English / Language Resources / Uncategorized

National Poetry Day, in the UK

And that rhymed. Of course, poetry does not have to rhyme but you probably remember your childhood attempts, at school or otherwise, at writing a ryming poem.  Having recently been made aware of the fact that today is National Poetry Day in Britain, I decided to revisit one of my favourite poems by one of my favourite poets, namely, Philip Larkin and his “The Whitsun Weddings.”  It was a pleasure to read, and not just because I got married just over a month ago, but because it evoked childhood memories of a time when British Rail trains (they have been privatised, franchised and rebranded since then) had plushly uphostered, buttoned seats through which you could feel the springs, while the carrriages always had the whiff of tobacco. Then came memories of studying the poem at university.

It was also a pleasure because I discovered an excellent site and organisation: the Poetry Foundation, which you can discover here.  What I found particularly enriching was the Poem Guide, by Joshua Weiner, that accompanied the poem, full of insights which open up the poem further, for example:

“Larkin manages the easy naturalness of his voice so flawlessly that one hardly notices the poem’s rhyming stanza structure (ABABCDECDE), a kind of shortened sonnet (the quatrain is Shakespearean, the sestet Petrarchan). Keats invented this stanza for his summer odes, and Larkin’s formal allusion evokes the summer season, its redolent promise and pastoral sweetness.”  (Joshua Weiner, Poetry Foundation).

Here is poem, and the link to Weiner’s illuminating guide.  I hope you will enjoy them.

The Whitsun Weddings

That Whitsun, I was late getting away:
    Not till about
One-twenty on the sunlit Saturday
Did my three-quarters-empty train pull out,
All windows down, all cushions hot, all sense
Of being in a hurry gone. We ran
Behind the backs of houses, crossed a street
Of blinding windscreens, smelt the fish-dock; thence
The river’s level drifting breadth began,
Where sky and Lincolnshire and water meet.
All afternoon, through the tall heat that slept
    For miles inland,
A slow and stopping curve southwards we kept.
Wide farms went by, short-shadowed cattle, and
Canals with floatings of industrial froth;
A hothouse flashed uniquely: hedges dipped
And rose: and now and then a smell of grass
Displaced the reek of buttoned carriage-cloth
Until the next town, new and nondescript,
Approached with acres of dismantled cars.
At first, I didn’t notice what a noise
    The weddings made
Each station that we stopped at: sun destroys
The interest of what’s happening in the shade,
And down the long cool platforms whoops and skirls
I took for porters larking with the mails,
And went on reading. Once we started, though,
We passed them, grinning and pomaded, girls
In parodies of fashion, heels and veils,
All posed irresolutely, watching us go,
As if out on the end of an event
    Waving goodbye
To something that survived it. Struck, I leant
More promptly out next time, more curiously,
And saw it all again in different terms:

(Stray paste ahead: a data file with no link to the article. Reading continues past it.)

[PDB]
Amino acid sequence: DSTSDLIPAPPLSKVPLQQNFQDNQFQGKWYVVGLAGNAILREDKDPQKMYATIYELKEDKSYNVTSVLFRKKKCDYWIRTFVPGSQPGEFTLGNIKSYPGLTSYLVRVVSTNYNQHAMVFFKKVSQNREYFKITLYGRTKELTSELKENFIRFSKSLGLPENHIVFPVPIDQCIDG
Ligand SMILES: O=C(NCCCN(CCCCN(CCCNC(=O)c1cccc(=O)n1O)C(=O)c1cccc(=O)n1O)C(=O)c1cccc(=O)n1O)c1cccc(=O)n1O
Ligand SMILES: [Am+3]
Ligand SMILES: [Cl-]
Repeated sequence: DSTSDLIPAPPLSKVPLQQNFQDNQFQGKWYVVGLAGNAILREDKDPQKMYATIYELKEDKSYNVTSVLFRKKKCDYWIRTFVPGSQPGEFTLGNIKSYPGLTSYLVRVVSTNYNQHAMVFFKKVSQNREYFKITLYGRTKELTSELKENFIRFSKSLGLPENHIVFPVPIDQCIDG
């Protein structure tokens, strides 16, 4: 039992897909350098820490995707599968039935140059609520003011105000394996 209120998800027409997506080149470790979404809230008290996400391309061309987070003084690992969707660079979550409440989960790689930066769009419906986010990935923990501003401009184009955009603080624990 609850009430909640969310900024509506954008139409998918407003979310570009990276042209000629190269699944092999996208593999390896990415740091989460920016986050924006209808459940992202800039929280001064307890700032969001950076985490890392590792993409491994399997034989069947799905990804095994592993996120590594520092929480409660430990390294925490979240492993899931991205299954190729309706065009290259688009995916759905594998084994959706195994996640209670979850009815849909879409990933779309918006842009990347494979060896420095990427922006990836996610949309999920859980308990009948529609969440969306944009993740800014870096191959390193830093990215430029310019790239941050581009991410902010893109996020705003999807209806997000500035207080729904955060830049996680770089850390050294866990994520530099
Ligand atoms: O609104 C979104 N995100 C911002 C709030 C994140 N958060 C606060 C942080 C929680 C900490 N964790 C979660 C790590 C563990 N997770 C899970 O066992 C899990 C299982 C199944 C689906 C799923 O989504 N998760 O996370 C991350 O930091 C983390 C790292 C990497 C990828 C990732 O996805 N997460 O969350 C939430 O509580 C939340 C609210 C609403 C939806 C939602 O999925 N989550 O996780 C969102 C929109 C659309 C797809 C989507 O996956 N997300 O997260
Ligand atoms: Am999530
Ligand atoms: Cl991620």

The fathers with broad belts under their suits
And seamy foreheads; mothers loud and fat;
An uncle shouting smut; and then the perms,
The nylon gloves and jewellery-substitutes,
The lemons, mauves, and olive-ochres that
Marked off the girls unreally from the rest.
    Yes, from cafés
And banquet-halls up yards, and bunting-dressed
Coach-party annexes, the wedding-days
Were coming to an end. All down the line
Fresh couples climbed aboard: the rest stood round;
The last confetti and advice were thrown,
And, as we moved, each face seemed to define
Just what it saw departing: children frowned
At something dull; fathers had never known
Success so huge and wholly farcical;
    The women shared
The secret like a happy funeral;
While girls, gripping their handbags tighter, stared
At a religious wounding. Free at last,
And loaded with the sum of all they saw,
We hurried towards London, shuffling gouts of steam.
Now fields were building-plots, and poplars cast
Long shadows over major roads, and for
Some fifty minutes, that in time would seem
Just long enough to settle hats and say
    I nearly died,
A dozen marriages got under way.
They watched the landscape, sitting side by side
—An Odeon went past, a cooling tower,
And someone running up to bowl—and none
Thought of the others they would never meet
Or how their lives would all contain this hour.
I thought of London spread out in the sun,
Its postal districts packed like squares of wheat:
There we were aimed. And as we raced across
    Bright knots of rail
Past standing Pullmans, walls of blackened moss
Came close, and it was nearly done, this frail
Travelling coincidence; and what it held
Stood ready to be loosed with all the power
That being changed can give. We slowed again,
And as the tightened brakes took hold, there swelled
A sense of falling, like an arrow-shower
Sent out of sight, somewhere becoming rain.
Philip Larkin, “The Whitsun Weddings ” from Whitsun Weddings. Copyright © Estate of Philip Larkin.  Reprinted by permission of Faber and Faber, Ltd.

 

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